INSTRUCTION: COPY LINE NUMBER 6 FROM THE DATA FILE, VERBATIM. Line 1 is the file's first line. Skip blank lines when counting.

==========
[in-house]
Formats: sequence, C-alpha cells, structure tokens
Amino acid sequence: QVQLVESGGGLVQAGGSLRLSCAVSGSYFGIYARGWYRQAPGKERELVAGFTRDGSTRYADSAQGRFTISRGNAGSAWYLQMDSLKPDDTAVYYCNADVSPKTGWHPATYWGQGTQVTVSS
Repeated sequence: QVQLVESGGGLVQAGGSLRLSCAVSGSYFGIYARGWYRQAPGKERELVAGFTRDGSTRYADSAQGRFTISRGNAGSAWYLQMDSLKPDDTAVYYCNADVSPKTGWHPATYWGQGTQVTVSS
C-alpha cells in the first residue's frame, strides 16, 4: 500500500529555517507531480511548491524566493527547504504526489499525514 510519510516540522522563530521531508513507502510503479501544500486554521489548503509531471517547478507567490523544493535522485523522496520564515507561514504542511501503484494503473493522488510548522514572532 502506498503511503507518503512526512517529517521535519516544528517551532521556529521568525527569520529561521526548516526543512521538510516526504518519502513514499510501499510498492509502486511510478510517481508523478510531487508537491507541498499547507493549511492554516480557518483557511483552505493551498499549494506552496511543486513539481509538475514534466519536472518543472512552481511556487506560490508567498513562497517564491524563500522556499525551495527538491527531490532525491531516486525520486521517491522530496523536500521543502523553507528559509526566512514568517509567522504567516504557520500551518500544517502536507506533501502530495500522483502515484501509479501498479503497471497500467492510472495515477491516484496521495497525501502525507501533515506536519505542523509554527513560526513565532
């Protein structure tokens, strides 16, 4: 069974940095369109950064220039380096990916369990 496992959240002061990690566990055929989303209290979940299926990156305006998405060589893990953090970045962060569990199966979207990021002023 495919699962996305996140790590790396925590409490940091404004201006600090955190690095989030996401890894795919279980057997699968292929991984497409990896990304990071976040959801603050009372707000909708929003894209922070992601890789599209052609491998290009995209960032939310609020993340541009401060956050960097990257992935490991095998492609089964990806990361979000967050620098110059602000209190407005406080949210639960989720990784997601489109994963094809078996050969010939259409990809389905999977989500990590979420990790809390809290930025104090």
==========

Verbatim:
């Protein structure tokens, strides 16, 4: 069974940095369109950064220039380096990916369990 496992959240002061990690566990055929989303209290979940299926990156305006998405060589893990953090970045962060569990199966979207990021002023 495919699962996305996140790590790396925590409490940091404004201006600090955190690095989030996401890894795919279980057997699968292929991984497409990896990304990071976040959801603050009372707000909708929003894209922070992601890789599209052609491998290009995209960032939310609020993340541009401060956050960097990257992935490991095998492609089964990806990361979000967050620098110059602000209190407005406080949210639960989720990784997601489109994963094809078996050969010939259409990809389905999977989500990590979420990790809390809290930025104090």